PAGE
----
KUPPET’s End Year Report Spells Teachers’ Roles and Challenges When schools Reopen Next Week

KUPPET’s End Year Report Spells Teachers’ Roles and Challenges When schools Reopen Next Week

The Kenya national union of post primary education teachers, KUPPET, has issued an end year report, which reveals the challenges awaiting teachers when schools reopen next week. The report, dubbed ‘Hard Work Awaits After School Reopening in 2021’, also reveals that that at least 50,000 teachers are needed in public schools to accommodate the learners, even as the school managers struggle to look for space and desks for the children.

According to the report, children who may have lost their parents, guardians or siblings to the corona virus disease will have to be offered guidance and counseling by teachers.

“Besides losing parents, breadwinners and loved ones, many learners have suffered economic and social trauma that will affect them for years,” read the report, signed by KUPPET secretary-general, Akelo Misori.

Teachers will also deal with a section of learners, who will come from homes where they experienced domestic violence during the prolonged break.

“Stigma associated with this pandemic, including child abuse, pregnancies, juvenile crime and recidivist behaviors, will be a reality in our institutions, affecting learners and teachers,” said Misori.


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The report has urged schools to devise programmes to take care of the mental health of teachers “who have undergone immense stress during the period.”

Misori asked teachers to be accommodating and to protect their students’ secrets.

“When adolescents confide in counselors, they should be confident that their conversations will not seep into the staffrooms or in any way interface with their studies and relationship with teachers.”

Teachers will also be required to make plans to receive learners and guarantee their safety and health during their stay in school.

The rules are contained in the ‘Guidelines on Health and Safety Protocols for Reopening of Basic Education Institutions amid Covid-19 Pandemic’, which put teachers at the heart of successful management of the disease.

Their roles will range from ensuring hygiene, security, creating adequate space for social distancing and enforcing all Ministry of Healthy guidelines.

They will also ensure that learners, staff and parents wear face masks in the school compound.

Misori said the Government had repeatedly pledged to supply reusable face masks to all learners but noted that no school had confirmed receiving supplies.

From next week, teachers will be required to communicate to parents and learners on the measures put in place to guarantee their health and safety.

Through the report, the secretary general told teachers to work Hard to ensure full coverage of the school syllabus and help enhance transition, which would effect restoration of the academic calendar.

“Teachers will devise ways of recouping the time lost, including through holiday and weekend tuition. After missing out on an entire academic year, schools will strive to ensure no more days are lost again by our learners,” said Misori.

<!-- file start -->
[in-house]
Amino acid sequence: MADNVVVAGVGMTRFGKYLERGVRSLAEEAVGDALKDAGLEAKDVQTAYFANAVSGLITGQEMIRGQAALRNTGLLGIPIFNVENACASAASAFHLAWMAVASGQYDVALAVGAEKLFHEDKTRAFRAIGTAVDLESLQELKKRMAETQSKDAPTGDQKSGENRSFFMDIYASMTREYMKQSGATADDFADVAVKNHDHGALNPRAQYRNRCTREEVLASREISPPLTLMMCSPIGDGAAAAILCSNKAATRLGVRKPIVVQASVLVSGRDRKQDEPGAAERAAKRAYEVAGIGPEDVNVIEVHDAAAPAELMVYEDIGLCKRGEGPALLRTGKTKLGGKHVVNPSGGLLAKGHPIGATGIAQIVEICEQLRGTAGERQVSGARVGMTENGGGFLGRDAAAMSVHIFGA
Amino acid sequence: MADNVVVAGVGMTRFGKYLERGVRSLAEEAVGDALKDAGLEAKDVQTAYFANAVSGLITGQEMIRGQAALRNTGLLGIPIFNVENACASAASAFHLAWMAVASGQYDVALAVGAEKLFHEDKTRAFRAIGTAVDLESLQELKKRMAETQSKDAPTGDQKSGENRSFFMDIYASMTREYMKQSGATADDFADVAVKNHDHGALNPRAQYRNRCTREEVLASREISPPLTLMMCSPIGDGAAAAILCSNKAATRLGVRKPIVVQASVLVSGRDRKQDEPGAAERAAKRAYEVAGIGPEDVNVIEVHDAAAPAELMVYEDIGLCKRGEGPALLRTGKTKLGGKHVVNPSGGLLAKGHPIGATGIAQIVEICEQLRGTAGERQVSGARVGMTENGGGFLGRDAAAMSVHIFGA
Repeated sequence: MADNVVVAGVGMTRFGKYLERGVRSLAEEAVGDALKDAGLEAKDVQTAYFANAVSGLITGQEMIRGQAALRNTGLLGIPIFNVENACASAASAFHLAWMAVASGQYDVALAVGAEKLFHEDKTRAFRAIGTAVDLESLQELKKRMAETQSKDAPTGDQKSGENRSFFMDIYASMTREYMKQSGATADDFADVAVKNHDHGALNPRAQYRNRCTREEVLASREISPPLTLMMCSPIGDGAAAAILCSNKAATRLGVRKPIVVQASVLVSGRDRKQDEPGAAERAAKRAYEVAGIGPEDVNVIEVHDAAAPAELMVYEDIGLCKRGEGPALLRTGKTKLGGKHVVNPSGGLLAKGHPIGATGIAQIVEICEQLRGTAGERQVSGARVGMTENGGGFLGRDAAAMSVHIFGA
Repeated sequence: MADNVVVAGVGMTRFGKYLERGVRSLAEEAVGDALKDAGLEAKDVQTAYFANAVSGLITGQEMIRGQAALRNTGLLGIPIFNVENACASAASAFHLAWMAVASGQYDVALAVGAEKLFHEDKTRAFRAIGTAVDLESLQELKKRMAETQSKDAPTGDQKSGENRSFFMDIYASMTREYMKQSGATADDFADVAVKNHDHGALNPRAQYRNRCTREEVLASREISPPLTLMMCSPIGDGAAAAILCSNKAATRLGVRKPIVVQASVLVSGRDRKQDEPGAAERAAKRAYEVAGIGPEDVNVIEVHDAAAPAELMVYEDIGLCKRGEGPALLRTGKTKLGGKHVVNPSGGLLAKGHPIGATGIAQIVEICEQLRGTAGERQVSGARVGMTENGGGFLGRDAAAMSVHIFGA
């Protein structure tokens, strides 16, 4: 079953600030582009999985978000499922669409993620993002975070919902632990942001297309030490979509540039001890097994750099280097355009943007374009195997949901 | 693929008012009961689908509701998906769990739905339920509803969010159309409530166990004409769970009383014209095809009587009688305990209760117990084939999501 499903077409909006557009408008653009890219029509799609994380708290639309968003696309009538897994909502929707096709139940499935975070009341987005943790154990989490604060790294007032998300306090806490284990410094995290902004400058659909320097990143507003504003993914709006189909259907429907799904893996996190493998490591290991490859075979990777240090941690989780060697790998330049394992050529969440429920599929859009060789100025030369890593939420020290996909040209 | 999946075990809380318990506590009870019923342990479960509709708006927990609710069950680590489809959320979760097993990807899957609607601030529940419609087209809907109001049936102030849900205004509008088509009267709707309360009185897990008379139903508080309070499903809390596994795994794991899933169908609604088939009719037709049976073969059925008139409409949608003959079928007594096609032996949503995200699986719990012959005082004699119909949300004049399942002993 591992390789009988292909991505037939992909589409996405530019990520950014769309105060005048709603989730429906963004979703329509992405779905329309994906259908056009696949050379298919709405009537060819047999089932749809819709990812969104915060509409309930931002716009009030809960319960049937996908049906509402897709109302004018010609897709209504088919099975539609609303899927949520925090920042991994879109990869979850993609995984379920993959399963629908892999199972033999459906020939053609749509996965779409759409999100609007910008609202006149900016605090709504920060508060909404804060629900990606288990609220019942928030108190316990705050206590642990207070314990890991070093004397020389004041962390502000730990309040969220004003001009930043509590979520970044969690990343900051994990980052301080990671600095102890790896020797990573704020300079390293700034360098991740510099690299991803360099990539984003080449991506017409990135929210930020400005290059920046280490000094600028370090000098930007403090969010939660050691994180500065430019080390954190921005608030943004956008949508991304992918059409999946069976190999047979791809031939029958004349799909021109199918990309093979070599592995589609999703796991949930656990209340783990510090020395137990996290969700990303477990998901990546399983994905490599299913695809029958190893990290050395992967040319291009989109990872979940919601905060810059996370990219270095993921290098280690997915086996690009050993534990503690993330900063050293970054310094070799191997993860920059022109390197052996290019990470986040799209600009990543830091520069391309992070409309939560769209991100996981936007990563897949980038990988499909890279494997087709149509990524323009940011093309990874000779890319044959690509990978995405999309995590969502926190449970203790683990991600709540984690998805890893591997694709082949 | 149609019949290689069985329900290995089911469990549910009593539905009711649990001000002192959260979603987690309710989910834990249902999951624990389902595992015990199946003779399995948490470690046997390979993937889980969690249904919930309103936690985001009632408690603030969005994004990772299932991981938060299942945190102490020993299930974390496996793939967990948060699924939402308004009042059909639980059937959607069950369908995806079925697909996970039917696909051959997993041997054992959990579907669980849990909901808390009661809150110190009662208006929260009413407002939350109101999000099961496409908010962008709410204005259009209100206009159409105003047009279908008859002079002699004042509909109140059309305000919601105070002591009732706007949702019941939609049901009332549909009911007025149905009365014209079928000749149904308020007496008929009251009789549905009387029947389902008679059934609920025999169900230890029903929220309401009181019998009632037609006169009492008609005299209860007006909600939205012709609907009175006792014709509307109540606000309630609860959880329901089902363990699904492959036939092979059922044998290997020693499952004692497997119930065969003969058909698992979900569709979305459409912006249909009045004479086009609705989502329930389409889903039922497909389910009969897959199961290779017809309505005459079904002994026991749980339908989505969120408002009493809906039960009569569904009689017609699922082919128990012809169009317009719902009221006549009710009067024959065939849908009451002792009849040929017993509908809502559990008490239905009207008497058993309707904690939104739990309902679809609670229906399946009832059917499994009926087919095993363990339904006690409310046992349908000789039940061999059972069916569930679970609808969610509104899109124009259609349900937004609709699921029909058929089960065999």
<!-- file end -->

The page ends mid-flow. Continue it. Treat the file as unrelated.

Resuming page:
The union also advised that the crash study programme must be balanced with extracurricular activities to keep students engaged and relaxed to avoid unrest.

“The government should disburse capitation funds for the 2020 academic year to schools to help the institutions prepare for the reopening,” said Misori.

The official also warned that the teaching staff will be overstretched and called for more tutors to be hired.

“In Kuppet’s estimate, to maintain current staffing levels, Kenya needs 50,000 new teachers in 2021 and a further 15,000 every year for the subsequent five years.”

Misori said that private schools will also need more teachers to cater for new classes and a heavier workload related to the creation of virtual content, and for health and environmental management in schools.

Teachers will also be required to streamline transport management systems to prevent transmission of the disease, and provide weekly progress report on the status of their institutions.

The guidelines compel teachers to follow up on all cases of absenteeism and work with officials from the Ministry of Interior to reduce the dropout rate.

The Kuppet report notes that having spent a lengthy period away from school, learners will face difficulties readjusting to the system.

“Many will show weaker mastery of curriculum content. Students who lost their parents, or those from poor families affected by Covid-related job losses, will face difficulties raising school fees; while those who suffered abuse, became pregnant or have delivered babies may show aggression or withdrawal,” said Misori.

Under the ministry’s Covid-19 guidelines, teachers will be required to ensure that right class sizes are maintained to ensure adherence to social distancing.

Kuppet also observed that additional classrooms, laboratories, libraries, desks and dormitories will be necessary to meet social distancing regulations. “In underserved areas where privately funded schools may have collapsed, public ones will require greater infrastructure to cater for learners transferring from moribund institutions,” said Misori.

The ministry document says that availability of liquid soap, hand-washing facilities, disinfectants, thermal guns and facemasks, and enforcement of their utilisation will be the work of teachers.

The union also wants water and sanitation facilities for regular handwashing to be made available.

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